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Jane E Roberti Artisan Jewelry & Accessories

Fort Collins metalsmith calls on auras and earthy touches.

BY LISA BLAKE

Self-described nature girl and literary geek Jane Roberti has creative visions. They come on as migraine aura scenarios.

“When I have a migraine, I doodle and these shapes come into designs,” she says. “I get auras, seeing patterns and lights. You can’t ignore it.”

So she files and saws and sands. She bends and burns metals and cozies up to the radio in her Fort Collins basement studio, using hand-tools to craft jewelry and accessories for men and women.

The Chicagoland transplant has been a teacher, writer, editor, clothing designer, and, now, a metalsmith. She earned her M.A. in American Literature from Northwestern University a few years ago and her children’s clothing line, Mondo Moon (which she owned in her former life), was stocked in more than 100 boutiques nationwide. 
Lately, the auras are inspiring Roberti to focus on the simplicity of raw stones and minerals.

“Every time I travel anywhere, I come back with rocks in my pockets,” she says. “As I get older, I find much comfort in thinking about geologic time. And that’s what rocks and minerals mean for me: taking a long view, transforming animal, mineral, all matter over many eons, into a crystal essence.”

“I think it would be really great to make a piece of jewelry or a personal object that someone carries with them every day, that becomes a part of them, that maybe they even take with them into the grave.” – Jane Roberti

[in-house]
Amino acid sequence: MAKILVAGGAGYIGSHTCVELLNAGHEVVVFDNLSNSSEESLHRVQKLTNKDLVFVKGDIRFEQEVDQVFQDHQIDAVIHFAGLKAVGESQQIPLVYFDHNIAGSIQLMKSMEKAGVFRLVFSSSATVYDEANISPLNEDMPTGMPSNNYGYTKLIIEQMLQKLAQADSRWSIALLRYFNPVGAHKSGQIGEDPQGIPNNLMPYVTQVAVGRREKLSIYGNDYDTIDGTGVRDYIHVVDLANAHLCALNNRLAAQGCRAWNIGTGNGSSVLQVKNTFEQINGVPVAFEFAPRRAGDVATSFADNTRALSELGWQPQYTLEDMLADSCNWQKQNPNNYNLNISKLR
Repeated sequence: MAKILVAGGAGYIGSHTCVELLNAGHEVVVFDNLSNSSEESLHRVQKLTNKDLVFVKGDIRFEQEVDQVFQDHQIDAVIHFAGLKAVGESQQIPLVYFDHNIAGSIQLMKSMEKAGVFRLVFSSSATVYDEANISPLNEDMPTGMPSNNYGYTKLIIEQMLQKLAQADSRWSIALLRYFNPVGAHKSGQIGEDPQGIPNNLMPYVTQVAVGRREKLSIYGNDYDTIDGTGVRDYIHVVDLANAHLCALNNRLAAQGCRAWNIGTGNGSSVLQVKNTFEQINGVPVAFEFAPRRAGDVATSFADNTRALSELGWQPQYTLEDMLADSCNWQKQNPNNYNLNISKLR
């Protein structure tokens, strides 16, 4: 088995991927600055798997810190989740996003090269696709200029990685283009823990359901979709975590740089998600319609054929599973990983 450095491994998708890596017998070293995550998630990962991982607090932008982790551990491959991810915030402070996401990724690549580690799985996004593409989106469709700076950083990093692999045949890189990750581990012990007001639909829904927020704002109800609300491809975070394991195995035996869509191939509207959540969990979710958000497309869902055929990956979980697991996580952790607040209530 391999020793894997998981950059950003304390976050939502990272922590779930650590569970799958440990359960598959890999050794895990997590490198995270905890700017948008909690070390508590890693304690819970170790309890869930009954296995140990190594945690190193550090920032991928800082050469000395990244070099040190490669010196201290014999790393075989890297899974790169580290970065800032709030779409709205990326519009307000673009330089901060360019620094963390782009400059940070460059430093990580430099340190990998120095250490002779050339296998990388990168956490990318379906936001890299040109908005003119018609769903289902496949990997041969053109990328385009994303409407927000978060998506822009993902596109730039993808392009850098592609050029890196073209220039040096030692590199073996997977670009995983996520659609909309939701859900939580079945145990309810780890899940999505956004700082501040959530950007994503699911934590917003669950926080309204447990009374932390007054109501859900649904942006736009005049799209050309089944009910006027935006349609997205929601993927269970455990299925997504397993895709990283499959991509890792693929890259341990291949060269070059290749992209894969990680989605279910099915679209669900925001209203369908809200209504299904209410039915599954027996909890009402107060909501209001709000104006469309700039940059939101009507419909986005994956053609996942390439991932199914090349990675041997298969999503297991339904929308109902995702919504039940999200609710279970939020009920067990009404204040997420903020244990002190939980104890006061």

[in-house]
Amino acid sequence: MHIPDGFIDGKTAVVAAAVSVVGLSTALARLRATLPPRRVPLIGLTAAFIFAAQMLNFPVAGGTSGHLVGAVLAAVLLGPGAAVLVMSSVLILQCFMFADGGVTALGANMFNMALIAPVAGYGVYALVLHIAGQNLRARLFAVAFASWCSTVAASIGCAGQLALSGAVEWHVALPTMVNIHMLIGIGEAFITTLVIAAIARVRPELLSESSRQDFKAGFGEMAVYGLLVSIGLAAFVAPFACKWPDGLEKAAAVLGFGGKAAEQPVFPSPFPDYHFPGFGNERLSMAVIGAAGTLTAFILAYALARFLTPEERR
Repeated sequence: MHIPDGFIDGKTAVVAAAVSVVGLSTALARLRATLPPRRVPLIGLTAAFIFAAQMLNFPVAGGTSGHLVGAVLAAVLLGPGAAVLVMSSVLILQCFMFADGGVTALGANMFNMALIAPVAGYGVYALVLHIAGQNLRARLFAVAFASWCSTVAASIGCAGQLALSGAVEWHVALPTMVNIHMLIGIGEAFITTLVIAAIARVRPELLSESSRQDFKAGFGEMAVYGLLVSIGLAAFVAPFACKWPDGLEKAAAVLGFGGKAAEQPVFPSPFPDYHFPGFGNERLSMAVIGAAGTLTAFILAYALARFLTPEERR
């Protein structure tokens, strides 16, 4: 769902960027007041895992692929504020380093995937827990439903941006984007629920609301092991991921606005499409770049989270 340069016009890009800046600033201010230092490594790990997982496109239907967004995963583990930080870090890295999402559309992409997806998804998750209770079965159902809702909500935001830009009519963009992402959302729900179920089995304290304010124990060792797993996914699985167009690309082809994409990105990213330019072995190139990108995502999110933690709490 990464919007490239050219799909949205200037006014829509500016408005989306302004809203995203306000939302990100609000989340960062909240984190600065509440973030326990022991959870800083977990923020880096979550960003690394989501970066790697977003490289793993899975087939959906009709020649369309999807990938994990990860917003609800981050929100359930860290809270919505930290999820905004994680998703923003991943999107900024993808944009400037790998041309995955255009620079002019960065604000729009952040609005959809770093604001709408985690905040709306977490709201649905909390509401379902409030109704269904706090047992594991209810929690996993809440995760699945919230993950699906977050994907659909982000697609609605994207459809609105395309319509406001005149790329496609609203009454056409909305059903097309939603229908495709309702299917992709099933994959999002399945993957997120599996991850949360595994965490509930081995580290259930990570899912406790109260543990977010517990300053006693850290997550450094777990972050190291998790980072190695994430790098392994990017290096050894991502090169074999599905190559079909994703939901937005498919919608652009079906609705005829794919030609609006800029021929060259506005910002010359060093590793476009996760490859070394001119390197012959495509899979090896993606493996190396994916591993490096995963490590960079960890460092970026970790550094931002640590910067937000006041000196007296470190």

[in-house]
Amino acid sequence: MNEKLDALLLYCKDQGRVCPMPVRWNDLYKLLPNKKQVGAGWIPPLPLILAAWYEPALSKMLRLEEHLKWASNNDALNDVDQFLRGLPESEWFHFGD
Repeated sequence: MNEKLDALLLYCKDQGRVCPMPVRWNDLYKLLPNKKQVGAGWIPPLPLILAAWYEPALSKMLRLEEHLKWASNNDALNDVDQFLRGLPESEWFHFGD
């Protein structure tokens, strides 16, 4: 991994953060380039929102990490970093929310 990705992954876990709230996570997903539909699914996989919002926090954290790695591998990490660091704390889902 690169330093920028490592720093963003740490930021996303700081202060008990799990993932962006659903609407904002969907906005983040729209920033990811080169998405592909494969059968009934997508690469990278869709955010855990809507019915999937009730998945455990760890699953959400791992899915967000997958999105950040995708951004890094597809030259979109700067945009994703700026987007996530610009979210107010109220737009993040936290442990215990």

Her collection began with hand-pierced animal silhouettes in mixed metals, wood and leather. A modern wood and aluminum series evolved, followed by antique-like etched accessories, stone pieces, and repurposed vintage assembled jewelry.

It all started when she came across a little pierced rabbit pendant she’d made in 7th grade. “And I thought, ‘wow, that seventh grade me was awesome,’” she says. So she took a metalsmithing class, quit her desk job and sold her wares at Chicago’s Renegade Craft Fair. 

Her current hits hinge on accessories like money clips, cigarette cases turned to wallets, and hip flasks she blackens and mounts etchings on. “Gift shops need stuff for guys,” she explains.

Locals swoon for the etched plant, animal and bicycle images because “as divorced from nature as we are in the 21st century, we still are animals ourselves, and I find everyone has some favorite animal or plant that speaks to them in some very personal, even totemic way,” Roberti says.

Next up, the always-learning artist plans to pursue malleable goldsmithing and wax carving for metal casting.

Find Roberti’s work at Curiosities, Storm Men’s Shop, Wolverine Farm Publick House and etsy.com.

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